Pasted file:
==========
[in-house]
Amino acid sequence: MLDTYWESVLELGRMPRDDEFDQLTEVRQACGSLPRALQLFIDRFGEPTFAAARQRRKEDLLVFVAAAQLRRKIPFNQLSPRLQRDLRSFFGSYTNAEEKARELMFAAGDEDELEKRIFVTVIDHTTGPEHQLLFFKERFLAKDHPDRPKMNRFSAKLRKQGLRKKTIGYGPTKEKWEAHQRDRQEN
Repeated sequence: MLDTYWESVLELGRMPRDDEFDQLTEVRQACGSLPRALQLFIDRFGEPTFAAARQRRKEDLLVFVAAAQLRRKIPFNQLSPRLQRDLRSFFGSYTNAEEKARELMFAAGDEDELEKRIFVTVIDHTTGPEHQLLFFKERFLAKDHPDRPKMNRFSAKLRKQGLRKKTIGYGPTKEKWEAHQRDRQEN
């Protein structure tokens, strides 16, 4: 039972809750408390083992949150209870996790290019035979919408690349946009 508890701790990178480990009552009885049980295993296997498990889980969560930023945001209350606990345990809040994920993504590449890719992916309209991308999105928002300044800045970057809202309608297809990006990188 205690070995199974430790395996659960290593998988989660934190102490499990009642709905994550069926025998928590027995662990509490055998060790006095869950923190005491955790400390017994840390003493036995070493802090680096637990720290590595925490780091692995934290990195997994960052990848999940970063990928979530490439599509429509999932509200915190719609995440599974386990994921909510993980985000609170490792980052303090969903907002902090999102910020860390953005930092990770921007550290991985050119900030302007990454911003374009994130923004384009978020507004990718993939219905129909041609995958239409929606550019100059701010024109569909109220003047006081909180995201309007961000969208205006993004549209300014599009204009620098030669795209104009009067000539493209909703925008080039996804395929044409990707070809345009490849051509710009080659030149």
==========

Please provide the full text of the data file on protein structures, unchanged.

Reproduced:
[in-house]
Amino acid sequence: MLDTYWESVLELGRMPRDDEFDQLTEVRQACGSLPRALQLFIDRFGEPTFAAARQRRKEDLLVFVAAAQLRRKIPFNQLSPRLQRDLRSFFGSYTNAEEKARELMFAAGDEDELEKRIFVTVIDHTTGPEHQLLFFKERFLAKDHPDRPKMNRFSAKLRKQGLRKKTIGYGPTKEKWEAHQRDRQEN
Repeated sequence: MLDTYWESVLELGRMPRDDEFDQLTEVRQACGSLPRALQLFIDRFGEPTFAAARQRRKEDLLVFVAAAQLRRKIPFNQLSPRLQRDLRSFFGSYTNAEEKARELMFAAGDEDELEKRIFVTVIDHTTGPEHQLLFFKERFLAKDHPDRPKMNRFSAKLRKQGLRKKTIGYGPTKEKWEAHQRDRQEN
């Protein structure tokens, strides 16, 4: 039972809750408390083992949150209870996790290019035979919408690349946009 508890701790990178480990009552009885049980295993296997498990889980969560930023945001209350606990345990809040994920993504590449890719992916309209991308999105928002300044800045970057809202309608297809990006990188 205690070995199974430790395996659960290593998988989660934190102490499990009642709905994550069926025998928590027995662990509490055998060790006095869950923190005491955790400390017994840390003493036995070493802090680096637990720290590595925490780091692995934290990195997994960052990848999940970063990928979530490439599509429509999932509200915190719609995440599974386990994921909510993980985000609170490792980052303090969903907002902090999102910020860390953005930092990770921007550290991985050119900030302007990454911003374009994130923004384009978020507004990718993939219905129909041609995958239409929606550019100059701010024109569909109220003047006081909180995201309007961000969208205006993004549209300014599009204009620098030669795209104009009067000539493209909703925008080039996804395929044409990707070809345009490849051509710009080659030149």